Expertise and Wisdom
While commenting on Herman Cain, Rod makes this remark:
George W. Bush might not have been the second coming of Metternich, but his national security team was taken straight from the GOP foreign policy elite — and they gave us Iraq. Expertise does not guarantee wisdom.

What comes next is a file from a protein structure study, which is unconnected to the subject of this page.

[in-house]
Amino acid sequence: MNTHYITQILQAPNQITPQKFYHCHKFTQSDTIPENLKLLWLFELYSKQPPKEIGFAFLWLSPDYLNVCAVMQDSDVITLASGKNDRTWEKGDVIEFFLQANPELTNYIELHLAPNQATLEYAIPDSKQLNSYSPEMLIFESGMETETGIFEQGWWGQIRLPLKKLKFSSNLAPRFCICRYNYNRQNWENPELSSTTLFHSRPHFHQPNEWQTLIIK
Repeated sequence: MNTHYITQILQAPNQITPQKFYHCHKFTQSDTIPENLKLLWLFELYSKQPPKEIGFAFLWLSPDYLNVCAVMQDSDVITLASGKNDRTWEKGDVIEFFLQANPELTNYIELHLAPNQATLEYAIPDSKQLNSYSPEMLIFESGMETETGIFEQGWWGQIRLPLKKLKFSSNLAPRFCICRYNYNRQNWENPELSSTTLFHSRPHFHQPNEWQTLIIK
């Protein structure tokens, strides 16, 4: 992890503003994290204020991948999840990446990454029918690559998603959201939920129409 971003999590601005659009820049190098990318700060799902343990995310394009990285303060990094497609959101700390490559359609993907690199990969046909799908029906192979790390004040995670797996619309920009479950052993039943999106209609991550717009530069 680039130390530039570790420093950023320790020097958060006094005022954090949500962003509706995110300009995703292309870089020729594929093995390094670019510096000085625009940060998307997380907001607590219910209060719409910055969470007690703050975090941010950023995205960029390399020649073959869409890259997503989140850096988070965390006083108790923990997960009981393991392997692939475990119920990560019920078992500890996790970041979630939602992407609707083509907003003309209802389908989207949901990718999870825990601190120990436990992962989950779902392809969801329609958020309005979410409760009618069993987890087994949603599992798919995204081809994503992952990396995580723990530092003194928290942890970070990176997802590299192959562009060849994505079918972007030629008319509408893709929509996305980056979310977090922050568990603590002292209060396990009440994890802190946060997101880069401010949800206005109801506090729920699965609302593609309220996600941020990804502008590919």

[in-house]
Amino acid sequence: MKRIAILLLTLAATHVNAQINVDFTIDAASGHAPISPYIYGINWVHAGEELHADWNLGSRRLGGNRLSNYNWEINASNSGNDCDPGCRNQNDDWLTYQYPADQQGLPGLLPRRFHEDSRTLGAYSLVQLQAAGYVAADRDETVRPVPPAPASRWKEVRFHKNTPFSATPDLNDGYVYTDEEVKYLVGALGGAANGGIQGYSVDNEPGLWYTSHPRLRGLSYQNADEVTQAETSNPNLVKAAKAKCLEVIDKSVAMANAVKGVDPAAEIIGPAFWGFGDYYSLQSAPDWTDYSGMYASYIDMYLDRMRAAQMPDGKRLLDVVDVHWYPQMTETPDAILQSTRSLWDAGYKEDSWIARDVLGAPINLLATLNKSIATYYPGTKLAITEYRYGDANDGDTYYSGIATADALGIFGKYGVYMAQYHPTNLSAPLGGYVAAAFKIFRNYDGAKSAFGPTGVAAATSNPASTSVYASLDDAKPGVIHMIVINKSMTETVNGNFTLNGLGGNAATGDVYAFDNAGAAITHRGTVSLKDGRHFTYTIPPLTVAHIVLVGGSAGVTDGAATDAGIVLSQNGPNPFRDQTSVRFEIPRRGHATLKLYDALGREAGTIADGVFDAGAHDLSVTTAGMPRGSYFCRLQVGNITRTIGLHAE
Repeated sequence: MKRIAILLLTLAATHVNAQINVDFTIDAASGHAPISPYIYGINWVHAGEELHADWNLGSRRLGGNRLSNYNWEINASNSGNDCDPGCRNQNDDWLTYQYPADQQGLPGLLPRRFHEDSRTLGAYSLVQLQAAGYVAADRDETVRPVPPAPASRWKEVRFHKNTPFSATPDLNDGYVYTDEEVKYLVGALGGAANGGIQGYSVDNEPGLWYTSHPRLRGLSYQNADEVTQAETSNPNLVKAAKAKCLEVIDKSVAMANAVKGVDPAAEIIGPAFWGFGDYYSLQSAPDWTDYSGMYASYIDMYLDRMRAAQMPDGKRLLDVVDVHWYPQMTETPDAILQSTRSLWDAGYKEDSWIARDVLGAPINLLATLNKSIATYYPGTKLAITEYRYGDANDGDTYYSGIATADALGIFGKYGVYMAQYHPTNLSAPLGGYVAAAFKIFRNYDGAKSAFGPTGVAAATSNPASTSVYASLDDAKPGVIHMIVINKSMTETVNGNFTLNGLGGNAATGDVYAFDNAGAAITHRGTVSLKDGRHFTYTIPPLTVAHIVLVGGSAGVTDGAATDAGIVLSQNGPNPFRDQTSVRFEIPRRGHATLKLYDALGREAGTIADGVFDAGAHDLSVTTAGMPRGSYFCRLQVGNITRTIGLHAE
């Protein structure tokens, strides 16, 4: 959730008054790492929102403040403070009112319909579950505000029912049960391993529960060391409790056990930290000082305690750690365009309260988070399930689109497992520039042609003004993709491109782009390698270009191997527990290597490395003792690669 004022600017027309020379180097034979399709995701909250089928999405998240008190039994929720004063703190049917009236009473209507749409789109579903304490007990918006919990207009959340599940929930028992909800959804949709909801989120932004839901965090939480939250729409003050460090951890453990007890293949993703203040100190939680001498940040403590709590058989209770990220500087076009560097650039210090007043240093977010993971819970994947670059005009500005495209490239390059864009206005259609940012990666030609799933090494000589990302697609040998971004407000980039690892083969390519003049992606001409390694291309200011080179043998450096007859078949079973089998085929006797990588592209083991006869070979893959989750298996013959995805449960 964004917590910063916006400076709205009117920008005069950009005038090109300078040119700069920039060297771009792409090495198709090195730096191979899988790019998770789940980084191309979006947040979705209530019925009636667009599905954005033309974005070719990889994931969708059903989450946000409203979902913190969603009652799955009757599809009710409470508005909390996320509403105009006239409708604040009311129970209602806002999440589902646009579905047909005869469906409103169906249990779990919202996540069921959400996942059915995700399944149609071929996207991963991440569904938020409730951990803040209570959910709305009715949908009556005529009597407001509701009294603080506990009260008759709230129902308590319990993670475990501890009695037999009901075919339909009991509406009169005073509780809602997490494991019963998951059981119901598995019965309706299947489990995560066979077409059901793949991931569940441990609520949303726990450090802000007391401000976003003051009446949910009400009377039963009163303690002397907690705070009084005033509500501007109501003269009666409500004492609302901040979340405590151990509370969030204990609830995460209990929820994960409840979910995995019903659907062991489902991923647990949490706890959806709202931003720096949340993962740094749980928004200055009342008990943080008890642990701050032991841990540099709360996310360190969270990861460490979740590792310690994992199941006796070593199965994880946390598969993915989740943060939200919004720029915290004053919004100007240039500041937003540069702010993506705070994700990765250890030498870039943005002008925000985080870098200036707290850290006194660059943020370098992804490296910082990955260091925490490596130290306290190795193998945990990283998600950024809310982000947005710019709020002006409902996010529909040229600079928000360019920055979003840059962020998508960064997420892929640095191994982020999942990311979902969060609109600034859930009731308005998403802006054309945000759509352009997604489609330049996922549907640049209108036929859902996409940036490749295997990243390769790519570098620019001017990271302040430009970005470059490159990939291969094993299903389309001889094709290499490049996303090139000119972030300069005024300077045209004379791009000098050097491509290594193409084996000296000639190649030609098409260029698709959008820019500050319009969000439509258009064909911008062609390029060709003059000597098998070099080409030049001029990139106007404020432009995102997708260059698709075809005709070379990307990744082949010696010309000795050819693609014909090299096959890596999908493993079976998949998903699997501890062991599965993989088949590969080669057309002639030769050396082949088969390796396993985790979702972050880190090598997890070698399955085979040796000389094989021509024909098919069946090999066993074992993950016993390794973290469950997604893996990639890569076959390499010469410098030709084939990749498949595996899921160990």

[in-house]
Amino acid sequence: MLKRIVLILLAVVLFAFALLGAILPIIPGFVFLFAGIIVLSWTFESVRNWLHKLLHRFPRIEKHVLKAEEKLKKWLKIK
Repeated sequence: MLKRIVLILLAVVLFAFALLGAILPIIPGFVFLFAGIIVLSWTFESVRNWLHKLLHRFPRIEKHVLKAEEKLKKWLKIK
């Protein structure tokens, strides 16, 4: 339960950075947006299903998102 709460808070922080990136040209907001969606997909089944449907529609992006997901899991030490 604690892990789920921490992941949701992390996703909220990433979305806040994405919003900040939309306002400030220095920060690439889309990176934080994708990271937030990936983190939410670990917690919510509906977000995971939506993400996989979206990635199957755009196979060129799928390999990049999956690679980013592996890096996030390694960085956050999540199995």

It’s true that expertise doesn’t guarantee wisdom, but this needs to be qualified. First, the people in and around the Bush administration decidedly were not experts in the politics, culture, or history of the Near East. For the most part, the people who were most knowledgeable about this part of the world were the ones shouting loudest not to invade. Bush himself was not quite as ignorant as Cain seems to be when it comes to foreign affairs, but he wasn’t that much better even after years of being tutored by Rice. For her part, Rice’s official expertise was in Soviet and Russian affairs, and her earlier familiarity with the part of the world that preoccupied the Bush administration for most of its eight years was not all that great. That alone doesn’t explain the failures of the Bush administration or the Iraq war, but it goes a long way towards accounting for how the debacle in Iraq could happen. There is always a danger that experts will believe that they can successfully implement policies that should never be tried, but a good way to recognize someone with genuine understanding of a subject is his recognition of the limits of what he knows and his respect for the limits of what expertise can accomplish. On the whole, the less that people know about another part of the world, the more confident they are that “we” can reshape it to “our” liking.